Morocco Deploys 100 000 Security Agents to Deter Terror Plotters
Moroccan security agencies have dealt in 2015 hard blows to ISIS at home and overseas. Thus, they take serious the threats made by Islamic militants and religious fanatics to carry out revenge attacks on New Year’s Eve.
Moroccan law enforcement & counter-terror services have all reasons to be concerned. They have disrupted plots after plots throughout the year. And they expect the terrorists to strike back.
The North African country, an ally of the West and member of international coalition against Daesh, is on high alert. All of its forces, rescue teams & emergency personnel have been asked to be vigilant.
The Moroccans officials are not taking their chances. They have decided to deploy an impressive force of 100,000 armed agents across the entire country to protect the New Year festivities from potential terrorist threats.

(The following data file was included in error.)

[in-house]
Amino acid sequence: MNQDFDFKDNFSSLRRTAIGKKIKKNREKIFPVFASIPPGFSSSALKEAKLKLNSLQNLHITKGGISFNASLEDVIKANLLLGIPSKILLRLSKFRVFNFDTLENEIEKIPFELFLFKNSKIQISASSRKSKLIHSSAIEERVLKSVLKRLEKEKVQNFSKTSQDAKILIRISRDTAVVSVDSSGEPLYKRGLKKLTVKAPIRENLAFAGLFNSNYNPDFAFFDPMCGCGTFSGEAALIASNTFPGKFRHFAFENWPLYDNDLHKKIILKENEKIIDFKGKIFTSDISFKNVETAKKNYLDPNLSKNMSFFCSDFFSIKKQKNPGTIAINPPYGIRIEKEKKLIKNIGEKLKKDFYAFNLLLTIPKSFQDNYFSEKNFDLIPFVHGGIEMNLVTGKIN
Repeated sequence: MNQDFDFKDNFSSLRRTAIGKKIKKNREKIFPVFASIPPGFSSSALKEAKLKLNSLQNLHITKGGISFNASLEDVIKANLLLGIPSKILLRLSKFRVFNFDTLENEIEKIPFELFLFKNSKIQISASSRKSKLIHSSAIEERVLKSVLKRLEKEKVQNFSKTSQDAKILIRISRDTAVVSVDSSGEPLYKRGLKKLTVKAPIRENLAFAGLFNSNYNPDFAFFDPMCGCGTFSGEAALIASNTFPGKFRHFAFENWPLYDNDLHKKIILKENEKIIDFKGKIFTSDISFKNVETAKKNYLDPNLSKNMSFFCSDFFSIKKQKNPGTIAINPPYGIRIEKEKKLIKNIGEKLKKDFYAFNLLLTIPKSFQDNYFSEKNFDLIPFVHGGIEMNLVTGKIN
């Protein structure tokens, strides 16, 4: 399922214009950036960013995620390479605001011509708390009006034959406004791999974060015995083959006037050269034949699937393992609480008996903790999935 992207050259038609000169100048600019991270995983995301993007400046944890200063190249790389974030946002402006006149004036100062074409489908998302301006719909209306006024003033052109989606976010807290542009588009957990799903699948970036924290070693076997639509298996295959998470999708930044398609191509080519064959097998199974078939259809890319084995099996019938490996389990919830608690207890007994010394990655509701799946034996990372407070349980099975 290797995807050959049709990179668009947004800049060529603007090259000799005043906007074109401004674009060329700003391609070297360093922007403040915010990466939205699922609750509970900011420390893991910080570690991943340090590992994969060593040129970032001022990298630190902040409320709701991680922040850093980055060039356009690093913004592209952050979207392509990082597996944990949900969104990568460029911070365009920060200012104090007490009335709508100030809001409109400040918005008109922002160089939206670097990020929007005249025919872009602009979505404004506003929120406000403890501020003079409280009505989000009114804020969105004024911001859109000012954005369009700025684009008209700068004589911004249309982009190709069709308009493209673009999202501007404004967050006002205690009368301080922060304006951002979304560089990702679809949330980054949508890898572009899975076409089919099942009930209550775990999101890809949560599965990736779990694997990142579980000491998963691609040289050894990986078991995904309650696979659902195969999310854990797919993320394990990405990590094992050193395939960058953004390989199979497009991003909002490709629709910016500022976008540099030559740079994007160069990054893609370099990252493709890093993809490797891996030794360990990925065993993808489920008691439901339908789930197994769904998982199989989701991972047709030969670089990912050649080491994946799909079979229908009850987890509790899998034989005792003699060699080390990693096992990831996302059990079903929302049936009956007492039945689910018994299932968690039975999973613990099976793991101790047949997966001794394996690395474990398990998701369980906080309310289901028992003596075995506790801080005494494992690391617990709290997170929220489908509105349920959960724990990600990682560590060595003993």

Intelligence services of European countries have issued lately alerts over Isis plans to attack several countries, member of international alliance against terrorist Islamic State.
Morocco is a popular destination for foreign tourists and particularly for Brits – about 500,000 travel to the North African country every year. Many tourists have been attracted by the offer of cheap full-board package deals by holiday companies.
According to some press reports, Britain has sent lately some bomb experts, intelligence officers and a ground protection squad to Morocco to help train the Moroccan armed forces in bomb disposal and coping with eventual mass casualty incidents.
In an interview with Belgian newspaper “Derniere Heure”, Morocco’s Central Bureau of Judicial Investigation (BCIJ) chief Abdelhak Khiame said the Moroccan security services helped to foil several terrorist attacks in Europe.
“Several attacks, which were planned in some European countries, including France, Spain and Belgium, were thwarted thanks to the intelligence provided by Moroccan security services to their European peers”, said the Director of the newly established BCIJ, dubbed Morocco’s FBI.